And June lay there, passively enduring, after forcing her way into jail with thirty-seven other women—all in order that the papers might give the cause publicity and make the public think about suffrage. She could not realize what good suffrage would do when it came. Prisons had been undergoing a process of reform for a good many years and they would continue to be reformed until all prisons were abolished. Then Miss Prince’s dream would come true.
The ultimate idea of the women who were at the head of the Birth Control Movement was the same. They alleviated conditions by starting a clinic and teaching women how to limit their families to the number they could afford to care for.
But many of the women who belonged to the suffrage party didn’t believe in birth control, women in the birth control movement sniffed at the militant tactics of the suffragists, and both thought that Miss Prince’s work to help street women futile. While Miss Prince in turn disapproved of both birth control and militant suffrage and was in favor of the war. And pacifist women sniffed at the others. If they would only work together! But each group worked for its own end and ignored all others when they were not in active opposition to them.
The war entered too in June’s survey of life. Most women were blindly patriotic and accepted the idea of war without knowing what war was. Everybody agreed that wars must end but as long as women who did none of the fighting entered into the idea of war with more than masculine enthusiasm, fighting would go on forever.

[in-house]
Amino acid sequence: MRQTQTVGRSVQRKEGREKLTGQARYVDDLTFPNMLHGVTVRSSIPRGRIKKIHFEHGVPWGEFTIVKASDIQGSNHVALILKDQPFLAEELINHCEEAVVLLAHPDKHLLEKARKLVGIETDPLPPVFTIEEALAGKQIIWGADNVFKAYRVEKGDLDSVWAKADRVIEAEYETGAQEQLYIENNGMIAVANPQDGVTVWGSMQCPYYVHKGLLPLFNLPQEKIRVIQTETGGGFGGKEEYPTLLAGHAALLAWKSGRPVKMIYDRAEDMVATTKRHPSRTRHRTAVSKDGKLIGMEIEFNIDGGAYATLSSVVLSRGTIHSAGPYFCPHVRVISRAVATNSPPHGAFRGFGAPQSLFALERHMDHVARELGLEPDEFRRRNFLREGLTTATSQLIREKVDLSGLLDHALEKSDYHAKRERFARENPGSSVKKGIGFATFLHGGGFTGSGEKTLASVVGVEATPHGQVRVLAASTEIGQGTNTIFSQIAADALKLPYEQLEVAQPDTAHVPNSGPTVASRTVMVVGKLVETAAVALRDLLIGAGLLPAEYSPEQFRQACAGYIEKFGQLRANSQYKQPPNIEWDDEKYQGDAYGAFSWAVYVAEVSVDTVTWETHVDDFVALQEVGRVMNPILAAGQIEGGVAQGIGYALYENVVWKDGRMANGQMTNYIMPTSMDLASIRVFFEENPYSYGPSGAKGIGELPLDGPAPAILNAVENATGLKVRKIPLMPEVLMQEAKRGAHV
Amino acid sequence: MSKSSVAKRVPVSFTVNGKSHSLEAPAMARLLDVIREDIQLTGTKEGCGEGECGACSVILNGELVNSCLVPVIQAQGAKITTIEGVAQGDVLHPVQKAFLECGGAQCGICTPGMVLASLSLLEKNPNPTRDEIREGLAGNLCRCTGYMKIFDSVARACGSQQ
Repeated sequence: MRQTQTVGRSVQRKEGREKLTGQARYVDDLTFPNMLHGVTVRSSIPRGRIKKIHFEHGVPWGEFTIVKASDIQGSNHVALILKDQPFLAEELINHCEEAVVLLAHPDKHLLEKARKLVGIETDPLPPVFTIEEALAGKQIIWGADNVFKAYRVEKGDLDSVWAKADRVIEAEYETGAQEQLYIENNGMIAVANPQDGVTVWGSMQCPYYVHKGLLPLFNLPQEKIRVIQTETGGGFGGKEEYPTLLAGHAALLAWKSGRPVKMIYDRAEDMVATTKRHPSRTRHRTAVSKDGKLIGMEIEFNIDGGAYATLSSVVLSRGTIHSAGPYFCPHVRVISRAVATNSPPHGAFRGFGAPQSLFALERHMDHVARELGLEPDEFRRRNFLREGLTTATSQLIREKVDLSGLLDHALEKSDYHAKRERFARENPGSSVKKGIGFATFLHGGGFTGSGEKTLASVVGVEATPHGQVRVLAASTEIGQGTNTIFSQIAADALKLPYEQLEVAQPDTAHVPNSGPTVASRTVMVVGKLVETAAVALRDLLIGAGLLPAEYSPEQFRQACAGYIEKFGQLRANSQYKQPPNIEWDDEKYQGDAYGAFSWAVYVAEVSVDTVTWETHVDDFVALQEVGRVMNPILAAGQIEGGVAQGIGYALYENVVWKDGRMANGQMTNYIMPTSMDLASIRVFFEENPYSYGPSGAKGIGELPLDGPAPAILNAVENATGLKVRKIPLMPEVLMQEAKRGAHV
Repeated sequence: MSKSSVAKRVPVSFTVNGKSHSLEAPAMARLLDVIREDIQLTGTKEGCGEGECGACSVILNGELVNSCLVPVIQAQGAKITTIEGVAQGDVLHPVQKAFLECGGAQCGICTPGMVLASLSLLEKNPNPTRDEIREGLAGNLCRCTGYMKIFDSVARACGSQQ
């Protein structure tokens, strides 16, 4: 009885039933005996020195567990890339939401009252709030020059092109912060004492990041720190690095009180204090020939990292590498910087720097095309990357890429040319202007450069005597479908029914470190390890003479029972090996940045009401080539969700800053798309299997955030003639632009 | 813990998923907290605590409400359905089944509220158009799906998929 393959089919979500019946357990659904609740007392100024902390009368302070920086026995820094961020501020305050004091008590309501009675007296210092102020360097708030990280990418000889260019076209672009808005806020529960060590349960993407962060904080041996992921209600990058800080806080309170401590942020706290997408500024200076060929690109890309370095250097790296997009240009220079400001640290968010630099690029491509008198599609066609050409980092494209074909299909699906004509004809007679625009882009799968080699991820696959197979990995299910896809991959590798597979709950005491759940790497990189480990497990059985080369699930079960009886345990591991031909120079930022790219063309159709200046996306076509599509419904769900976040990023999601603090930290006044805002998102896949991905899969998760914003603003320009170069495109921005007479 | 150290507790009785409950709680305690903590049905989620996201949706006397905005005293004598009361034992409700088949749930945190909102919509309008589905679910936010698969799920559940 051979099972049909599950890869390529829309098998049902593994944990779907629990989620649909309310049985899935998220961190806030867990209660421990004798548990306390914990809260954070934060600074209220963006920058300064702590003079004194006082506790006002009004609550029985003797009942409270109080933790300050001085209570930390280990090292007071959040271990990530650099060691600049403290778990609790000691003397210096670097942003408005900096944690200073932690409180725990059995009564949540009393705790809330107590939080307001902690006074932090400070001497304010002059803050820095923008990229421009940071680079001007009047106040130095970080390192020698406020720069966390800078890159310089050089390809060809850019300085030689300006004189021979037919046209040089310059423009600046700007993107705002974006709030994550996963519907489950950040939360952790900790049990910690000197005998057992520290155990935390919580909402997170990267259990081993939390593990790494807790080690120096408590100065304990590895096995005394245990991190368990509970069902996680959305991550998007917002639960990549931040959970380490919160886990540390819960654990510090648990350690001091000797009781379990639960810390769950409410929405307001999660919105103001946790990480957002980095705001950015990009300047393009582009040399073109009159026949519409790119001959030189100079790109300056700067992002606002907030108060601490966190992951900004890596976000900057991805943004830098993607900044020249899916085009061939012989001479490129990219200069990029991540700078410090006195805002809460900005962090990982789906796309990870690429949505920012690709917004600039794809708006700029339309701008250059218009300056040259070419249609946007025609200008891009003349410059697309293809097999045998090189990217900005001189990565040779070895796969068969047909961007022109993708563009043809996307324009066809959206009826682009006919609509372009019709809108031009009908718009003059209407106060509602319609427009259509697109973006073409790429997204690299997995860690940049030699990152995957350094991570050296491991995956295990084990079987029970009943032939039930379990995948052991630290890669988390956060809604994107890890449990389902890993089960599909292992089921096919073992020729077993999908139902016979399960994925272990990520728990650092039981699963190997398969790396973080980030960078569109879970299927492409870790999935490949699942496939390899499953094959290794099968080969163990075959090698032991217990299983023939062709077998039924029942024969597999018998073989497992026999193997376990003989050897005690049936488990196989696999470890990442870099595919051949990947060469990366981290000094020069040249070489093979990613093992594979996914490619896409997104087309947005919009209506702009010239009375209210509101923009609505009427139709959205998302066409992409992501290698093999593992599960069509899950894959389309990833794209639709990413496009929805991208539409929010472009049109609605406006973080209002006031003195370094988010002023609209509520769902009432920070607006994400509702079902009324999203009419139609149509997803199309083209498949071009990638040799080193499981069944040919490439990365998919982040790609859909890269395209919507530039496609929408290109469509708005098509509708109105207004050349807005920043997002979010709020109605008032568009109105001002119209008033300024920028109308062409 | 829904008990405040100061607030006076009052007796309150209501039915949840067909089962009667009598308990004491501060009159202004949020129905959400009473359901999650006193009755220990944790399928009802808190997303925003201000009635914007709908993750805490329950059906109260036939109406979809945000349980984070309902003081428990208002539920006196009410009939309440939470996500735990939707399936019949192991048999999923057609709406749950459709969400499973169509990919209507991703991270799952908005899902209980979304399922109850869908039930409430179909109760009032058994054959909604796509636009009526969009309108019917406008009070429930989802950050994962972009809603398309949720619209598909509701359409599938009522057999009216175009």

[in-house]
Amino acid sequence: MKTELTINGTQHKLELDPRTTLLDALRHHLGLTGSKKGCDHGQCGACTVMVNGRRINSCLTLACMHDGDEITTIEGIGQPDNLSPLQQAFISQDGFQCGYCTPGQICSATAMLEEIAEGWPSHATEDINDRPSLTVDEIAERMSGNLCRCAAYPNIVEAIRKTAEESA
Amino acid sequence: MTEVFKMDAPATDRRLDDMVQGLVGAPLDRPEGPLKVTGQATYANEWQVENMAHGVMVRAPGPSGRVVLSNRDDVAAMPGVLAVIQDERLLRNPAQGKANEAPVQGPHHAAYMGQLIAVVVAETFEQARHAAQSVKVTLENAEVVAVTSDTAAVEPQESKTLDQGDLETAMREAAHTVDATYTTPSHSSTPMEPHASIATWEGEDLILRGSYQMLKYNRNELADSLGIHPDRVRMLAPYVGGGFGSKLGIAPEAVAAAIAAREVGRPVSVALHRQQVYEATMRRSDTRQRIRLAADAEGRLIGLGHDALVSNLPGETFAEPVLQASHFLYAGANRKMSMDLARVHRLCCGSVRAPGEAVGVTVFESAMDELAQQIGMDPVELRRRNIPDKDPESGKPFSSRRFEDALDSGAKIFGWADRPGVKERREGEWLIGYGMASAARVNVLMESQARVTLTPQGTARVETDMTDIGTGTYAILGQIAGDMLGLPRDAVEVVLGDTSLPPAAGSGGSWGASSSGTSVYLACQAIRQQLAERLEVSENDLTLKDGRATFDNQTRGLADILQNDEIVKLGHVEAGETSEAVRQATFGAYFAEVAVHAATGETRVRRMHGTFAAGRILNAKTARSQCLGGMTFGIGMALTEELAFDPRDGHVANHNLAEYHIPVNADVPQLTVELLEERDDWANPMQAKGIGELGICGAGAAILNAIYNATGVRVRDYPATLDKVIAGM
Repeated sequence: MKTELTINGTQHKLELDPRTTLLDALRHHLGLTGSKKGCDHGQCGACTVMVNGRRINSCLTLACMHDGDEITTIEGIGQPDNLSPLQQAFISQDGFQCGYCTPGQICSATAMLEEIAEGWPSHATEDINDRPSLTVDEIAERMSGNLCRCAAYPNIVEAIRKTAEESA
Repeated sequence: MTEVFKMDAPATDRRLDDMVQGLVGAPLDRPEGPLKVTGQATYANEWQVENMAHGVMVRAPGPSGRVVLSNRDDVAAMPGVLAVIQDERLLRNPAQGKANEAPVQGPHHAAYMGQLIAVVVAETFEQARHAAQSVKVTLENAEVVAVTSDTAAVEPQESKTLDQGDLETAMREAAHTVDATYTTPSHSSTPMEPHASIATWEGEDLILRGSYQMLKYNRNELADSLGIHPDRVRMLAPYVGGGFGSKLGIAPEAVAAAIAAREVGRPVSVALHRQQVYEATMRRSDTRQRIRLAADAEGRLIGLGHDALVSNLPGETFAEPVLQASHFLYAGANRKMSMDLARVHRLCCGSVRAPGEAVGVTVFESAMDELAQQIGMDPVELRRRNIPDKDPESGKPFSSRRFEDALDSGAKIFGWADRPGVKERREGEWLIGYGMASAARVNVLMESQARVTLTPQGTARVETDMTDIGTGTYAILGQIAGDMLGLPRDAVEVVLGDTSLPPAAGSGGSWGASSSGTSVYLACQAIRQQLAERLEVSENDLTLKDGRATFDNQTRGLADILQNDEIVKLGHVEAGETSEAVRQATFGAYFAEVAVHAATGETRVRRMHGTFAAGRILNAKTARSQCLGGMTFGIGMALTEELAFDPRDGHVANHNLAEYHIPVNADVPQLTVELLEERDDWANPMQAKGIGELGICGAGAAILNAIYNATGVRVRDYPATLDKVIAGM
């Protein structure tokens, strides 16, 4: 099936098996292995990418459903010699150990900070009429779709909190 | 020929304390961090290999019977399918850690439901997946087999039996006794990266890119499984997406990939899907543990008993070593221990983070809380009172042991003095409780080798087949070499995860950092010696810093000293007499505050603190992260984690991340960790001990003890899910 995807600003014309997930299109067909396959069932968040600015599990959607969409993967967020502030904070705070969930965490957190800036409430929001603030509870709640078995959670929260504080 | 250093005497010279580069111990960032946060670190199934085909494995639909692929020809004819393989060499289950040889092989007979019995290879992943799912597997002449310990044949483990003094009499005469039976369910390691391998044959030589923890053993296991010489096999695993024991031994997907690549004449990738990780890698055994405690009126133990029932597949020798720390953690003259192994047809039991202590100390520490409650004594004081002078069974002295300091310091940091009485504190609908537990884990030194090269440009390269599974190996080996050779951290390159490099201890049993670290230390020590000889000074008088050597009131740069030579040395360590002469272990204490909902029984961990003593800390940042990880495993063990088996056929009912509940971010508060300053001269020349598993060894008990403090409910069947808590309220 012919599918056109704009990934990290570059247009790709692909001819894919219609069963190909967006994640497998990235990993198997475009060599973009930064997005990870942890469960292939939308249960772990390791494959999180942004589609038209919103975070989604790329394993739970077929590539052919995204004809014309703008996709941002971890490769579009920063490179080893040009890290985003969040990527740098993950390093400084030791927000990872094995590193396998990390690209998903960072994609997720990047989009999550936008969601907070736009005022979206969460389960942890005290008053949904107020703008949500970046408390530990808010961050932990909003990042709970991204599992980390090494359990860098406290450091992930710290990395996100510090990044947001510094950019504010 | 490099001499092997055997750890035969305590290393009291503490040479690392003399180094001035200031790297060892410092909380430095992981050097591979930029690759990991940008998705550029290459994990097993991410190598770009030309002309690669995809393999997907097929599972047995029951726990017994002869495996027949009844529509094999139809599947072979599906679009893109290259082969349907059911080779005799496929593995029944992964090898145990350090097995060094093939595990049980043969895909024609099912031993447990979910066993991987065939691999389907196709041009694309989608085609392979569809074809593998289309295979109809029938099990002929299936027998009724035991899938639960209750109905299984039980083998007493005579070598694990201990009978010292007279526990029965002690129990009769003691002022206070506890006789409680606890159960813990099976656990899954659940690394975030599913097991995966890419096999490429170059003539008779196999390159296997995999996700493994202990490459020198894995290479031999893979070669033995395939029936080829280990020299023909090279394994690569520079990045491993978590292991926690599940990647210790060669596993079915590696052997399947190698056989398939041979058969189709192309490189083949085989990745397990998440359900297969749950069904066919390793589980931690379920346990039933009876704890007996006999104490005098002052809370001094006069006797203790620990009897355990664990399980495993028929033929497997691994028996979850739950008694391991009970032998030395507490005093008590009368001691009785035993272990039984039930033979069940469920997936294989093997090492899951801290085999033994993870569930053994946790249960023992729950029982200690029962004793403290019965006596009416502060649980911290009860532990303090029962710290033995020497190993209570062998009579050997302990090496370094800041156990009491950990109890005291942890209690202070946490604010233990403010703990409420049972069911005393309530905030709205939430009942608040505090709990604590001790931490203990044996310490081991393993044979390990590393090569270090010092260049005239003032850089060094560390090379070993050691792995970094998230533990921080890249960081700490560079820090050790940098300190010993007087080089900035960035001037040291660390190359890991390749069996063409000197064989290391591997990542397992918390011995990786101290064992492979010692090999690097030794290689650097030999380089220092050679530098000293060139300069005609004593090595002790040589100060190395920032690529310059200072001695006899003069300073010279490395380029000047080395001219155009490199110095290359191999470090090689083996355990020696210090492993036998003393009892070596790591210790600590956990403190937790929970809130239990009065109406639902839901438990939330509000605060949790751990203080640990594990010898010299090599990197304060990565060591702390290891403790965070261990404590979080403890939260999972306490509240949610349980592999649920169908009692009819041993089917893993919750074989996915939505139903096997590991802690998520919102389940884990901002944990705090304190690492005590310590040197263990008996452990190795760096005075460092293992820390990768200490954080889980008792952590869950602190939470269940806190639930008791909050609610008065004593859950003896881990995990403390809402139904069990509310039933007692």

What was needed was a radical party whose platform would include such planks as birth control, pacifism, suffrage. You might as well indulge in the dreams of the Utopians and ignore the present day.
Meanwhile the incomplete and sullen silence of the place was broken by the far-off squealing of pigs at their evening meal, by the twitter of a sparrow just outside the ventilator, an occasional shuffle from a cell along the corridor as someone turned on her straw mattress.
These suppressed sounds tortured June. But worst of all were the hurrying footsteps. They were never moderate or leisurely or happy or complacent. Even the slowest of them hurried in a drugged sort of way.
If she could only detach them from the crowding thoughts of her mind. If she could only set them apart for what they were as she could the twitter of a bird. But do what she would they aroused a frantic feeling. A rush of thought, of expectancy came with them. She knew that something was about to happen; she hoped with all her heart that something would happen. And then nothing happened.
She had not realized before how grey footsteps could be. When she went to the bars of the cell to ask the guard for a glass of water she suddenly realized that her footsteps were as grey as his.
That night heavy dreams came upon her. She could remember few of them afterward, but there was one that aroused her trembling with perspiration and shaking all over. She had been in a theatre where a benefit performance was about to be given to a crowd of little children from a house of correction. They filled the main floor and the balcony and were chatteringly expectant. No one tried to keep them quiet and it was an ominous leniency.